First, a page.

4974122Compact LCD luminaireNovember, 1990Shaw
4973844Vehicular moisture sensor and mounting apparatus thereforNovember, 1990O'Farrell et al.
4970653Vision method of detecting lane boundaries and obstaclesNovember, 1990Kenue
4959865A method for indicating the presence of speech in an audio signalSeptember, 1990Stettiner et al.
4959247Electrochromic coating and method for making sameSeptember, 1990Moser et al.
4957349Active matrix screen for the color display of television pictures, control system and process for producing said screenSeptember, 1990Clerc et al.
4956591Control for a moisture sensorSeptember, 1990Schierbeek et al.
4953305Vehicle compass with automatic continuous calibrationSeptember, 1990Van Lente et al.
4948242Vehicle rearview mirror assemblyAugust, 1990Desmond et al.
4943796Rear view mirror mounted reversing distance sensorJuly, 1990Lee
4937945Magnetic compass with optical encoderJuly, 1990Schofield et al.
4937796Vehicle backing aidJune, 1990Tendler
4936533Mounting assembly for vehicle accessoriesJune, 1990Adams et al.
4935665Light emitting diode lampJune, 1990Murata
4933814Planar luminescent deviceJune, 1990Sanai
4930742Rearview mirror and accessory mount for vehiclesJune, 1990Schofield et al.
4926170Object detection method and apparatus employing electro-opticsMay, 1990Beggs et al.
4916374Continuously adaptive moisture sensor system for wiper controlApril, 1990Schierbeek et al.
4910591Side and rear viewing apparatus for motor vehiclesMarch, 1990Petrossian et al.
4909606Liquid crystal display deviceMarch, 1990Wada et al.
4906085Sideview mirror assembly with regulating filter using sunlight for automobilesMarch, 1990Sugihara et al.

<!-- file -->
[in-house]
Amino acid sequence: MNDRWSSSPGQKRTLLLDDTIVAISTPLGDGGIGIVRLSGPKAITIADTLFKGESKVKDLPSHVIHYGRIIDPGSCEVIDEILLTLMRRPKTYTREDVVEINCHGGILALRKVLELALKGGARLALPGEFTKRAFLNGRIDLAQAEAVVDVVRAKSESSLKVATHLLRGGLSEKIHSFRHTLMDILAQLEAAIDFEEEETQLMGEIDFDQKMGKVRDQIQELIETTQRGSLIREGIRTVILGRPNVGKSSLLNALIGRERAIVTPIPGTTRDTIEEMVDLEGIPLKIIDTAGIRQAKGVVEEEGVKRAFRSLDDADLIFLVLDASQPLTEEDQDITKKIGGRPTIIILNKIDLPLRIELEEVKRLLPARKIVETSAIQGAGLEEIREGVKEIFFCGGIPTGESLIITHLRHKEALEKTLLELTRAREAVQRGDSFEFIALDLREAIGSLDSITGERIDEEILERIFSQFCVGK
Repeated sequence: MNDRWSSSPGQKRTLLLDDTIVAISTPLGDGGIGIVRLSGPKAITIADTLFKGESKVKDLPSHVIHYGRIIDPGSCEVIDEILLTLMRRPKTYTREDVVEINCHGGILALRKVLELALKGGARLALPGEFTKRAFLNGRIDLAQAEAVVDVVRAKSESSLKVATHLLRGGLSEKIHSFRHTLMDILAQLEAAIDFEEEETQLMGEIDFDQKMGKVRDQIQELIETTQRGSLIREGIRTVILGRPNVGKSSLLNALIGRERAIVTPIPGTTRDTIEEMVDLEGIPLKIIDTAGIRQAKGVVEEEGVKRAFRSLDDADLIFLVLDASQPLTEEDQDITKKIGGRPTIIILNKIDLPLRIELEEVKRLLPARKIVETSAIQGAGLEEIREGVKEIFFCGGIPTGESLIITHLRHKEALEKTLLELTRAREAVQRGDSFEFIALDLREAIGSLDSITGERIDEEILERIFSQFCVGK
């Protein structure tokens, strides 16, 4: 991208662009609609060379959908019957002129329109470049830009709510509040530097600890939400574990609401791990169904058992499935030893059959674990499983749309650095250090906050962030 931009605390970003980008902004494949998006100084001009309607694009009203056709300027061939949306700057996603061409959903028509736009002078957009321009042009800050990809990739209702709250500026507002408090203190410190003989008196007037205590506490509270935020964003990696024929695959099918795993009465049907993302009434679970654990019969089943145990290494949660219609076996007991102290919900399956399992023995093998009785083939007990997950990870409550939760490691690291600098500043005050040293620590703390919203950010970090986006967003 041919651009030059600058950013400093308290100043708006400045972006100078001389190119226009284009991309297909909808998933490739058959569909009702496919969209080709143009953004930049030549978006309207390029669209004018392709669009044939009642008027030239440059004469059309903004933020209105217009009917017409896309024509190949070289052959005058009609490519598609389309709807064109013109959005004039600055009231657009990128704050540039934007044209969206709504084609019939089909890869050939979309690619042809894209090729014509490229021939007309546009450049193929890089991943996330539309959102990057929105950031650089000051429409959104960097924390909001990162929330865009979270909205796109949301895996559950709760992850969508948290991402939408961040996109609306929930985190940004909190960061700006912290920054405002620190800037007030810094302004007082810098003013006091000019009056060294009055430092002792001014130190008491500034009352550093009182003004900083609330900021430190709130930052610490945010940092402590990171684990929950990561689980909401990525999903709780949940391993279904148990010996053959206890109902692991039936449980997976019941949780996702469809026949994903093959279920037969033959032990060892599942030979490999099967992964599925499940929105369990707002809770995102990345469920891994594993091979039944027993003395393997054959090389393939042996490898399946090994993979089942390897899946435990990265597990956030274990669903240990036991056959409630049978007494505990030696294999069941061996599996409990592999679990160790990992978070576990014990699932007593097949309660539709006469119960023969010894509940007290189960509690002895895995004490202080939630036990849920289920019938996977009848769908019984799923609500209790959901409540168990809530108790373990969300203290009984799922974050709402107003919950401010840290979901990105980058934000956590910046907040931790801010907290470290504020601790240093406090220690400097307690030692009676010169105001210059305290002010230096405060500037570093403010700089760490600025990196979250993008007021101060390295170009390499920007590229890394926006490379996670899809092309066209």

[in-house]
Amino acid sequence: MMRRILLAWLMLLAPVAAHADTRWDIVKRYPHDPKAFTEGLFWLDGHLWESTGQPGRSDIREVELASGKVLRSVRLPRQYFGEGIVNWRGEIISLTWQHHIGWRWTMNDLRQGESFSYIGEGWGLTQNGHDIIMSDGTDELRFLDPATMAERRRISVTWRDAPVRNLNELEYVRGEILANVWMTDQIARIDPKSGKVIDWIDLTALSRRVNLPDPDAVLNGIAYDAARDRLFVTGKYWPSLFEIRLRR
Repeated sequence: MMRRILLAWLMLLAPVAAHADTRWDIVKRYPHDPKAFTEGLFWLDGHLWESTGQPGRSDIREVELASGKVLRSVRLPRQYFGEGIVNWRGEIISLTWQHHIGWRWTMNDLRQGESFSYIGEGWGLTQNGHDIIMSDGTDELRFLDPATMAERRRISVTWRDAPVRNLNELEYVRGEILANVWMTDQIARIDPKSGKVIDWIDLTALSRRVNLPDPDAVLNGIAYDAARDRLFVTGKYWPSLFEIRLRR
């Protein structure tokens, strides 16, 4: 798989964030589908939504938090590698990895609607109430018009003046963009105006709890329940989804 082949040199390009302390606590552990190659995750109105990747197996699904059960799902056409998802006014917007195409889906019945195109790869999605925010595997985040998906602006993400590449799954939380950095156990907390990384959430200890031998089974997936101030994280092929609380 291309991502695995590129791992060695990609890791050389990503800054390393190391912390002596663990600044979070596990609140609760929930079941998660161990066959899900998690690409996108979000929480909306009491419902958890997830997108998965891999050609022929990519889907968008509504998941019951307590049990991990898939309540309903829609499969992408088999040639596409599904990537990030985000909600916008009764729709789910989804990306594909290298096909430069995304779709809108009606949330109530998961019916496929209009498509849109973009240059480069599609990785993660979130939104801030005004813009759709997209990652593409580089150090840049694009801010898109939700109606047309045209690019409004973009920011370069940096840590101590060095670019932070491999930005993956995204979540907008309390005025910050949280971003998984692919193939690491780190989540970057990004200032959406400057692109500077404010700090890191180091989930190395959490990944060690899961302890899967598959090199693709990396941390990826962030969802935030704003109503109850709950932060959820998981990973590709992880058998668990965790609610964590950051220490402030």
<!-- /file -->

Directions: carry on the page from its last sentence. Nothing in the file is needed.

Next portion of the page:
4902108Single-compartment, self-erasing, solution-phase electrochromic devices, solutions for use therein, and uses thereofFebruary, 1990Byker
4902103Color liquid-crystal display unit with electrodes interleaved in vertical and horizontal directionsFebruary, 1990Miyake et al.
4892345Armored vehicleJanuary, 1990Rachael, III
4891828Voltage to pulse-width conversion circuitJanuary, 1990Kawazoe
4889412Liquid crystal cell using the electrically controlled birefringence effect and a uniaxial medium of negative optical anisotropy usable thereinDecember, 1989Clerc et al.
4886960Control circuit for an automatic rearview mirrorDecember, 1989Molyneux et al.
4884135Apparatus for promoting the vigilance of a motor vehicle operatorNovember, 1989Schiffman
4883349Rear view mirror for motor vehiclesNovember, 1989Mittelhäuser
4882565Information display for rearview mirrorsNovember, 1989Gallmeyer
4882466Electrical devices comprising conductive polymersNovember, 1989Friel
4872051Collision avoidance alarm systemOctober, 1989Dye
4871917Vehicular moisture sensor and mounting apparatus thereforOctober, 1989O'Farrell et al.
4862594Magnetic compass system for a vehicleSeptember, 1989Schierbeek et al.
4860171Surface illuminating apparatusAugust, 1989Kojima
4859867Windshield moisture sensing control circuitAugust, 1989Larson et al.